Almost four years ago, I reviewed Echo, a prayer app. I thought it would be helpful to an individual’s prayer life. But recently, Echo was updated to include a new feature that might actually be a huge help to a church’s prayer life.
It’s a New Year, and another chance to read the Bible all the way through. Yes, you don’t have to wait for a new year and you could start at any time, but the New Year can help act as a prompt to get going so why not take advantage of that. The only problem is which plan should you choose?
There are so many different ones with advantages and disadvantages.
- The whole Bible in a year vs part of the Bible;
- One long reading a day vs readings from different sections of the Bible;
- Reading the Bible in the order it appears vs chronologically reading the Bible;
- A Psalm every day vs only reading the Psalms once;
- Seven days a week vs a plan with catch up days.
Sometimes you can find a plan which has a few of these characteristics but not all. Well, John Dyer created a tool to help you make the Bible reading plan you want.
Recently, I’ve been feeling more distracted by my phone and social media noise. This led to me finally giving in and trying Forest app as one tool to help and I have to say I’ve been impressed. It’s really helped me adapt more “Deep Work” principles that I had gotten worse at. So here’s a quick review of Forest app and why you should consider giving it a go.
For those who are technologically inclined, I’m going to assume that is nearly all of our audience, you hold a special place in the Church. Because of your knowledge, you have experience that can help support the Church as well as the families that attend and lead. Whether you are church tech volunteers, the youth pastor, or an elder who knows a lot about phones and the internet, I want to call on you to share your information.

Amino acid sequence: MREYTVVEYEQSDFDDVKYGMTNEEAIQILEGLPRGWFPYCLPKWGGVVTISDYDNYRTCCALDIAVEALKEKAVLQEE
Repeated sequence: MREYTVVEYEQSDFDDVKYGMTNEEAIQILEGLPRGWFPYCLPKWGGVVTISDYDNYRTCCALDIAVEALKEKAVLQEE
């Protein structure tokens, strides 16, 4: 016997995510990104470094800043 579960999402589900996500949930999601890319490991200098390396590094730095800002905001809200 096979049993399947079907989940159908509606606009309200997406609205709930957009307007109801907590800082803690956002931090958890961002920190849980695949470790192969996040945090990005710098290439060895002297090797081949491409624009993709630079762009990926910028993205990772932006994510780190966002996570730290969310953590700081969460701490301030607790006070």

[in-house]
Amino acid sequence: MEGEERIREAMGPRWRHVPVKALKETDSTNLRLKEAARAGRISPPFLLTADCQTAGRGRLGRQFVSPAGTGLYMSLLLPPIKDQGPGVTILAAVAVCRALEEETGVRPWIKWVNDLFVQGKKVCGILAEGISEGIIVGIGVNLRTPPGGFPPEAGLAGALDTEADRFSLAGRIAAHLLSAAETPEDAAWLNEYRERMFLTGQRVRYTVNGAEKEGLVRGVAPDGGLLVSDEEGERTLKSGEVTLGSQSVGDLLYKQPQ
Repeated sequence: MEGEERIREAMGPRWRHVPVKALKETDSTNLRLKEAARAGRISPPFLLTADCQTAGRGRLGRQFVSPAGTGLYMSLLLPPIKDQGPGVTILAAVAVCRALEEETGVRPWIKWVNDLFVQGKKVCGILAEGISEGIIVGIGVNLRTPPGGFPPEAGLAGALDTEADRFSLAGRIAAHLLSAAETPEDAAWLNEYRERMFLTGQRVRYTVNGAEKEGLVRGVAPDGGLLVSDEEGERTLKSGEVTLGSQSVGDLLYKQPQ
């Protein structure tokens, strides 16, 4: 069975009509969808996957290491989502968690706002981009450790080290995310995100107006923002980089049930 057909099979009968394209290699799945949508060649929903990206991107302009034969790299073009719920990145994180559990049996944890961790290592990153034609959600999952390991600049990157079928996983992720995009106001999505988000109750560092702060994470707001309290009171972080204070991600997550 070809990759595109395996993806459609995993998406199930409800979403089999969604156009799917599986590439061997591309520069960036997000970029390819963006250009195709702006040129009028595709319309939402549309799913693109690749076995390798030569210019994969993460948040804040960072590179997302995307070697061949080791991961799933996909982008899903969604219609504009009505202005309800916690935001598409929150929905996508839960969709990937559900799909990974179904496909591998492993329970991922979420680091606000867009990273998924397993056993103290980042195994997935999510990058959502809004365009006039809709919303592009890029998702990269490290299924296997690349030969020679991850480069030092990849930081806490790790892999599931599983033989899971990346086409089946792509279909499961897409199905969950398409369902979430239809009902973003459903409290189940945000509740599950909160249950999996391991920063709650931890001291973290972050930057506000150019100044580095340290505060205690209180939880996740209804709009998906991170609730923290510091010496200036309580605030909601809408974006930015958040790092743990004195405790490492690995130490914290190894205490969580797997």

While you know all the right things to do and say, hopefully, sharing that information can sometimes be difficult. I want to share a VALUABLE resource with you guys to not only look over yourself but to immediately start sharing with people in your church.
Back at the end of 2014, I noticed that a few apps had a radical impact on my life. So much so that it justified the title “5 apps that changed my life last year”. It was popular so it, of course, justified a follow-up article the next year. By 2016 I decided that “change my life” was no longer justified and instead I went for “had a big impact” and last year I simply did a review of “apps to start the new year right”. But this year I thought I’d share my personal top apps from 2018. These are grouped into “new” apps for me and older apps that I’m still using and are still important.
It’s worth noting that these are from an iOS perspective, but some of these apps are also available on Android.
There is a lot to be said for writing by hand. It is slow, which is good in our rushed and reckless world. Writing by hand focusses the mind and facilitates a connection between the pen and the person, the ink and the idea.
I just wish I had better penmanship.
And that I wrote faster. And that my hand-written posts could be transcribed automatically.
Looks like I might get some help on that last one.
The preceding lines were all written using my newest notebook: Rocketbook.
The Rocketbook is an endlessly reusable notebook designed for digitization. Let me explain.